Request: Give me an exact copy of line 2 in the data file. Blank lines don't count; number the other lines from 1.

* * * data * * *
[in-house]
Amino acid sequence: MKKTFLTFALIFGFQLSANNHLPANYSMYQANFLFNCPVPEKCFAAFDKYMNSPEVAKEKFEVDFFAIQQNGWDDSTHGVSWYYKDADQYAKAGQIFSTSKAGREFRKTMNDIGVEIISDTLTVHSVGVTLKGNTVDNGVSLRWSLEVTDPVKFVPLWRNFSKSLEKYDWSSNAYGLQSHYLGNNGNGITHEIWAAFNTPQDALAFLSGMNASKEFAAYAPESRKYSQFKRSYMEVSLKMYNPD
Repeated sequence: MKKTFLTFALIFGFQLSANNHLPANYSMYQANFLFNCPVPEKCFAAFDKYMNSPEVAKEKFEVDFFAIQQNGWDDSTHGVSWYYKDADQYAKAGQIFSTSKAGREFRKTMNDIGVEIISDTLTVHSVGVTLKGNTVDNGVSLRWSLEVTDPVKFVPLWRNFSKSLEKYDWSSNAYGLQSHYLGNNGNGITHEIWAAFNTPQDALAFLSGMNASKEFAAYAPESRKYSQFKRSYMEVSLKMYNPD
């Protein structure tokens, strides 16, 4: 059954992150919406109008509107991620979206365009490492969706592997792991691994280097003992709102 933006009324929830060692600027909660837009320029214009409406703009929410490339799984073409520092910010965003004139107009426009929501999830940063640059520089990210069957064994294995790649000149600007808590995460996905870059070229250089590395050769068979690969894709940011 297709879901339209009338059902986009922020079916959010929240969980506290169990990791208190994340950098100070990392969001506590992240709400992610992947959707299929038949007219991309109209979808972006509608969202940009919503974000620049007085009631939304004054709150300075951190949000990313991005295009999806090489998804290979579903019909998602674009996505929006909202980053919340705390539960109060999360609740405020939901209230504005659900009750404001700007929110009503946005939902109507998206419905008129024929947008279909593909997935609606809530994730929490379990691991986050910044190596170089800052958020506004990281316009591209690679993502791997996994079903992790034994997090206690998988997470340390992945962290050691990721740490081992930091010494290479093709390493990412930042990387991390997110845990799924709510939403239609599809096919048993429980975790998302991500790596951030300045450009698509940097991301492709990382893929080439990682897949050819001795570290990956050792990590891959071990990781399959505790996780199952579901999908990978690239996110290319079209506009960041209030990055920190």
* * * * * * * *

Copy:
Amino acid sequence: MKKTFLTFALIFGFQLSANNHLPANYSMYQANFLFNCPVPEKCFAAFDKYMNSPEVAKEKFEVDFFAIQQNGWDDSTHGVSWYYKDADQYAKAGQIFSTSKAGREFRKTMNDIGVEIISDTLTVHSVGVTLKGNTVDNGVSLRWSLEVTDPVKFVPLWRNFSKSLEKYDWSSNAYGLQSHYLGNNGNGITHEIWAAFNTPQDALAFLSGMNASKEFAAYAPESRKYSQFKRSYMEVSLKMYNPD